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Mel Blanc

1908 - 1989

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03 Life Stories

Mel Blanc
1908 - 1989

What’s up, Doc? I tawt I taw a puddy tat. Th-th-th-that’s all f-f-folks! Maybe not the most eloquent of orations, nor the most enriching of lexicon samples, but certainly, in vocal circles, the most animated. In the rich arena of cartoon vocalists, none approach Mel Blanc in terms of diversity, spirit, and outright fame.

Melvin Jerome Blanc was born on June 30, 1906, in San Francisco, California, to Frederik and Eva Katz Blanc, who together managed a women’s clothing business. Despite being highly involved in their work concerns, the Blancs took great care in raising their son with a sense of joy and enthusiasm, making life fun and creative. Little Mel would learn these lessons, and well.

His professional career began as a musician with NBC radio – quite diverse, he played three instruments: tuba, violin, and bass. His big break (and, ours as well) came in 1937, when he joined the cartoon department of Warner Bros., as a voice specialist. From that point on, sheer madcap wonder emerged, as Blanc brought to vocal life such characters as Bugs Bunny, Daffy Duck, Porky Pig, The Road Runner, Sylvester, Tweety, and birdie’s dear Granny, just to name a few. Over 3,000 mostly ten-minute cartoons were graced by that marvelously gymnastic voice.

Blanc appeared on-camera sporadically, in television variety shows of the 1950s, but also on the big screen, notably in the story of swimmer Annette Kellermann, Neptune’s Daughter (1949), costarring Esther Williams. Another television highlight on his resume was his involvement in the first successful animated primetime sitcom, The Flintstones -- Blanc was the voice of Fred’s pal, Barney Rubble.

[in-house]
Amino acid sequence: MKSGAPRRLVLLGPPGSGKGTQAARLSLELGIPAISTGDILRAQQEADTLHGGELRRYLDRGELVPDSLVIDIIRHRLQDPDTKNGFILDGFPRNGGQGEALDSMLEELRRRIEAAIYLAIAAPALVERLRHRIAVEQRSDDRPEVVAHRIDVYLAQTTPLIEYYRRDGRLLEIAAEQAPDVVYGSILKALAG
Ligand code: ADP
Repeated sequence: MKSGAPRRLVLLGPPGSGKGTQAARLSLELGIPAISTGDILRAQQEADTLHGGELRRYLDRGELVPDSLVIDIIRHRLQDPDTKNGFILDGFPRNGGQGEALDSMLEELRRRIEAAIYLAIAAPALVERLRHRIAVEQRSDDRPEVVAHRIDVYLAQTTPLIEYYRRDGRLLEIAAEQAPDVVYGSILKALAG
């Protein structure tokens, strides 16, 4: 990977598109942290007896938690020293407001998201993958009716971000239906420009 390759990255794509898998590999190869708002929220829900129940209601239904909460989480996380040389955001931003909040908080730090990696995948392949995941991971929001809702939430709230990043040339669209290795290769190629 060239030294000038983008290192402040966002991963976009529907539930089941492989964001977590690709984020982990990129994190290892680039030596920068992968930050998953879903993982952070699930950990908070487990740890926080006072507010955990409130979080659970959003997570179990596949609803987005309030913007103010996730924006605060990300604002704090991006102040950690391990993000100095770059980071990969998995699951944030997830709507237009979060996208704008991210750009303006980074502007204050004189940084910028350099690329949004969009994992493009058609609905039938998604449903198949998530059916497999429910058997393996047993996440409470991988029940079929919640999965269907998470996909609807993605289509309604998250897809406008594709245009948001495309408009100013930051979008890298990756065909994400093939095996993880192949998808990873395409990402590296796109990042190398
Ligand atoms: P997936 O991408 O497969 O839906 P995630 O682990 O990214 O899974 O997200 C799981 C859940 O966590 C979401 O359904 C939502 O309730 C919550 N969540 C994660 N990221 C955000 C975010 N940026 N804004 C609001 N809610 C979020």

In the midst of all of his activities, Blanc always made time for the medium that gave him his start: radio. On The George Burns and Gracie Allen Show, he played the Happy Postman, a marvelous character who would talk in an extremely depressed voice about the most joyous things, always sounding as if on the verge of tears. On The Jack Benny Program, he was the sound of Benny’s Maxwell automobile, as well as playing Professor LeBlanc, violin teacher to Jack (and Benny was famous for his attempts at violin mastery).

The year 1989 saw many pioneering stars pass from this life – John Cassavettes, Lucille Ball, Lawrence Olivier, Irving Berlin, and Bette Davis, to name a few – sadly, added to that list, on July 10, was Mel Blanc. The voice that earned him a star on Hollywood’s Walk of Fame, at 6385 Hollywood Boulevard, was stilled, but not silenced. Granted, his grave marker, in Hollywood Forever Cemetery, does read, “That’s All, Folks,” but as long as those glorious Warner Bros. cartoons are rerun, and enjoyed, the artistry of Mel Blanc will be far from over.